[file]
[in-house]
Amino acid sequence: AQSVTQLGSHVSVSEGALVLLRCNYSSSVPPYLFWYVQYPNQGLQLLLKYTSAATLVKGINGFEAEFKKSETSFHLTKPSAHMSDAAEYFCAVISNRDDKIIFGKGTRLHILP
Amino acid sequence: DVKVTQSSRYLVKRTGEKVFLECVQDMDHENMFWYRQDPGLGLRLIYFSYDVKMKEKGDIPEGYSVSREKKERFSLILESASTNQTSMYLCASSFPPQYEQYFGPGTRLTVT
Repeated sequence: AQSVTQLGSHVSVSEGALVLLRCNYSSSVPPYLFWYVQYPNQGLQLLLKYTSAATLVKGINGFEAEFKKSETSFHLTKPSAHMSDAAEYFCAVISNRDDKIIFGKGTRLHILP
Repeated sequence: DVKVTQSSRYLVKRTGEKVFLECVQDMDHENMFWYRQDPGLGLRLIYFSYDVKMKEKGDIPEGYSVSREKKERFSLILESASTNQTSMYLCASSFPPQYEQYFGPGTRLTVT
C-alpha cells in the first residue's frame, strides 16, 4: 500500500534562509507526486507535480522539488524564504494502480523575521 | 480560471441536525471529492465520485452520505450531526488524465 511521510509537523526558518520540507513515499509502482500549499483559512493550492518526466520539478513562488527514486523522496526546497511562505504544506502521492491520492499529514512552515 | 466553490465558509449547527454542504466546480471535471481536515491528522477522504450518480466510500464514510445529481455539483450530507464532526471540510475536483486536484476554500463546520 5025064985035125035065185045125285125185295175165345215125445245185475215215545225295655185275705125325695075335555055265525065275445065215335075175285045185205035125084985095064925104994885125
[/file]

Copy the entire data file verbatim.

[in-house]
Amino acid sequence: AQSVTQLGSHVSVSEGALVLLRCNYSSSVPPYLFWYVQYPNQGLQLLLKYTSAATLVKGINGFEAEFKKSETSFHLTKPSAHMSDAAEYFCAVISNRDDKIIFGKGTRLHILP
Amino acid sequence: DVKVTQSSRYLVKRTGEKVFLECVQDMDHENMFWYRQDPGLGLRLIYFSYDVKMKEKGDIPEGYSVSREKKERFSLILESASTNQTSMYLCASSFPPQYEQYFGPGTRLTVT
Repeated sequence: AQSVTQLGSHVSVSEGALVLLRCNYSSSVPPYLFWYVQYPNQGLQLLLKYTSAATLVKGINGFEAEFKKSETSFHLTKPSAHMSDAAEYFCAVISNRDDKIIFGKGTRLHILP
Repeated sequence: DVKVTQSSRYLVKRTGEKVFLECVQDMDHENMFWYRQDPGLGLRLIYFSYDVKMKEKGDIPEGYSVSREKKERFSLILESASTNQTSMYLCASSFPPQYEQYFGPGTRLTVT
C-alpha cells in the first residue's frame, strides 16, 4: 500500500534562509507526486507535480522539488524564504494502480523575521 | 480560471441536525471529492465520485452520505450531526488524465 511521510509537523526558518520540507513515499509502482500549499483559512493550492518526466520539478513562488527514486523522496526546497511562505504544506502521492491520492499529514512552515 | 466553490465558509449547527454542504466546480471535471481536515491528522477522504450518480466510500464514510445529481455539483450530507464532526471540510475536483486536484476554500463546520 5025064985035125035065185045125285125185295175165345215125445245185475215215545225295655185275705125325695075335555055265525065275445065215335075175285045185205035125084985095064925104994885125